Tag Archives: Philosophy

Are You Becoming What You Do Not Admire?

 

I was reflecting today on the movie “3 Idiots”, arguably the greatest movie hit in India (the Idiots are called so because they do not fit convention, not because they are dull or lazy).

We see one Idiot who grows up over the course of the movie to develop a spine, to get courage and confidence to do the right thing, to be honest and truthful no matter what the stakes. Continue reading Are You Becoming What You Do Not Admire?

Smart Work vs Hard Work – A New Perspective?

 

Smart Work vs Hard Work. Which is better, which should be valued?

This question haunts every workplace, and successfully confuses everyone. There are camps and devotees of either side, and convenient converts depending on situation!

It is actually quite simple, if we see some facets clearly. Continue reading Smart Work vs Hard Work – A New Perspective?

Can Weekends Begin on Fridays?

 

Weekends start on Saturdays. What if they could start on Fridays? What?!? Are you out of your mind?

Hmm.

Carlos Slim set the dialog rolling for fewer workdays recently. He advocated 3 11-hour workdays a week. Larry Page has referred to a 4-day week. Debate has continued, with views ranging from impracticality to glee. The more I think about it, the more I believe it is worth trying.

What if we actually do it while the world debates about it?

Allow me to share some thoughts – benefits, problems, constraints, and possibility.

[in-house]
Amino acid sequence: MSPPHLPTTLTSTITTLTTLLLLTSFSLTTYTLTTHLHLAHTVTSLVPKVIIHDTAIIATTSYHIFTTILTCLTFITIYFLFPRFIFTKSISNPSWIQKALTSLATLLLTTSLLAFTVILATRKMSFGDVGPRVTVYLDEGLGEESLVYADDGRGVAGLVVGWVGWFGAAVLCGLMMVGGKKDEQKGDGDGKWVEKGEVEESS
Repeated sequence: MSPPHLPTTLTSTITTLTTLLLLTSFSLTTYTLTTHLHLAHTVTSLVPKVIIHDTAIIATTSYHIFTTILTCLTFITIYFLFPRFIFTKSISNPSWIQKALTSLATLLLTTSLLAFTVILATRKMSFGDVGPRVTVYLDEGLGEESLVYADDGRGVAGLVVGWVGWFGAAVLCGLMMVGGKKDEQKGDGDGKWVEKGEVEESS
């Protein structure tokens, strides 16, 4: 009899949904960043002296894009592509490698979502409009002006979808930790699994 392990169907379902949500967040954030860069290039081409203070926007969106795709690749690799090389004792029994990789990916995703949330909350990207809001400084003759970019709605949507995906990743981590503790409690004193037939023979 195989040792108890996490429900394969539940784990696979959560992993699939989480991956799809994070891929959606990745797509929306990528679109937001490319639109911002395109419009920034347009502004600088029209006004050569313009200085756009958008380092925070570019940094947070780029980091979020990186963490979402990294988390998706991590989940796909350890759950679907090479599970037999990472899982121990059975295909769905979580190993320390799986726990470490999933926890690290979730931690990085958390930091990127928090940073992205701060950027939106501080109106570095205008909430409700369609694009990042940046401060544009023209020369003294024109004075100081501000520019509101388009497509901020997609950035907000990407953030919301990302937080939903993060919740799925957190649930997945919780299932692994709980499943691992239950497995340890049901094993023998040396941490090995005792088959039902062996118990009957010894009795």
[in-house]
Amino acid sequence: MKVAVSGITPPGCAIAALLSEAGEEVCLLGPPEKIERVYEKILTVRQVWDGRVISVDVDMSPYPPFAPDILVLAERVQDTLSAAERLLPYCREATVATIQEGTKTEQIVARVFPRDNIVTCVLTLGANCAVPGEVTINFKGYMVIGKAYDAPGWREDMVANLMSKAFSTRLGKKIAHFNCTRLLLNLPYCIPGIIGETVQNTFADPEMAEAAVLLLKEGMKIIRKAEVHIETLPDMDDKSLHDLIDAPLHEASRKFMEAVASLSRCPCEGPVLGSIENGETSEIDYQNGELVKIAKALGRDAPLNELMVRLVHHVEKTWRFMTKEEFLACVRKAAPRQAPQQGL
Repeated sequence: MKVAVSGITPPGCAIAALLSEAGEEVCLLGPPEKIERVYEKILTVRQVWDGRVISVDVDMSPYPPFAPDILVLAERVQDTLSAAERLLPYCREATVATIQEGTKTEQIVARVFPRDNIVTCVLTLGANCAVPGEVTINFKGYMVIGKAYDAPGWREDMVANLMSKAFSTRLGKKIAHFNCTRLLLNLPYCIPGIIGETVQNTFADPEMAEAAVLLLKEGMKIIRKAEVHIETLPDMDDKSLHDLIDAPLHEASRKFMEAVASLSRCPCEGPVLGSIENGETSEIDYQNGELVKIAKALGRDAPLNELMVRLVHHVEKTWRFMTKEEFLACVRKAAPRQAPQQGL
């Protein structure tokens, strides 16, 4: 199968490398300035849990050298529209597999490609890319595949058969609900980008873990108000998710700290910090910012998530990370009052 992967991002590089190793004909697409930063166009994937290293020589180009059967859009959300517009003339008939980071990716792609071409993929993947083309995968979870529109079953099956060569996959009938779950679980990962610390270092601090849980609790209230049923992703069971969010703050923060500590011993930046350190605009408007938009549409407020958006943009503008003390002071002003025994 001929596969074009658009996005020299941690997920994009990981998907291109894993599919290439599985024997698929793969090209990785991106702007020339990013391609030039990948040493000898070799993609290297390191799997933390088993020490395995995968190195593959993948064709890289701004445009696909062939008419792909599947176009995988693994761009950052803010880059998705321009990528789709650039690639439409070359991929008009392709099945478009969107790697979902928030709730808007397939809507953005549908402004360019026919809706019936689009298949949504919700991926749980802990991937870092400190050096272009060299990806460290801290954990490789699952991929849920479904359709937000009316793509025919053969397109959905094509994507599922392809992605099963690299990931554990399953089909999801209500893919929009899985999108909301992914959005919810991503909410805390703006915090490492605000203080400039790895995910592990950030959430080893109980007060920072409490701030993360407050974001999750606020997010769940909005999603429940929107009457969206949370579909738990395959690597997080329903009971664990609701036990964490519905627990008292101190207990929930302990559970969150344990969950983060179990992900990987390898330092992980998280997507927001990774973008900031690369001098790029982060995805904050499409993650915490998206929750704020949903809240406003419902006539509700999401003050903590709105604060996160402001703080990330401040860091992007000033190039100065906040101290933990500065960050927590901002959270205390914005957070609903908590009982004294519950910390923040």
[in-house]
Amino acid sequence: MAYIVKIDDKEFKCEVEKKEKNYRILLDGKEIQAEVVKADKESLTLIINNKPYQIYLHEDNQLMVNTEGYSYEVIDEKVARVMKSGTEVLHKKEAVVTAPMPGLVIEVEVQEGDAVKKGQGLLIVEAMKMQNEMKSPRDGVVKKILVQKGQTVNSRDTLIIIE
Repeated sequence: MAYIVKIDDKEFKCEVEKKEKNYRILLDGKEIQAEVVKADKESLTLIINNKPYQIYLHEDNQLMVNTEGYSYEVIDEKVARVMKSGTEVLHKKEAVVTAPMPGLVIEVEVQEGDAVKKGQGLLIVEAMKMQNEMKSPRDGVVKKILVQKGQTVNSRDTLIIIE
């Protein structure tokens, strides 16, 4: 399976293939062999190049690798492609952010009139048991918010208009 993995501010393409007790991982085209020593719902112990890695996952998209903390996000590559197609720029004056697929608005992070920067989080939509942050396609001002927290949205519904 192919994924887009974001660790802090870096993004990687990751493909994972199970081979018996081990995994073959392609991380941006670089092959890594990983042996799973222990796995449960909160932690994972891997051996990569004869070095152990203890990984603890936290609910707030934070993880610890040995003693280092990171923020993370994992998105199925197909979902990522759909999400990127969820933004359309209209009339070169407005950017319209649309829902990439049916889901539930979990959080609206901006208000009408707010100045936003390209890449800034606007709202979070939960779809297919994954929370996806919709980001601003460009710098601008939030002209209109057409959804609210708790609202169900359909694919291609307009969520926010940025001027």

Benefits
Contiguous time off from work helps our minds to relax, and our fires to recharge. It means time for hobbies and interests. Learning for techaholics. Research for thinkers. Tinkering for doers. Open-source contribution or personal projects for workaholics. Ideas for would-be entrepreneurs. Community and social work for do-gooders. Parties for party animals! Travel for travel-lovers. Family and kids time. Romance for couples. Sports for sport lovers. Home travel for those from other cities. A mix of all of the above for most of us!

Better life. Broader outlook. Broader minds. Better work.

Problems

On days you work, your work of 11-12 hours blocks out the rest of life. Those days can be more tiring. Work can suffer. An organization with longer weekends may be mistaken to be lazy, under-ambitious, and neglectful of work.

Constraints

With many benefits, fewer work days seem attractive. But there are constraints we have to consider.

Commitment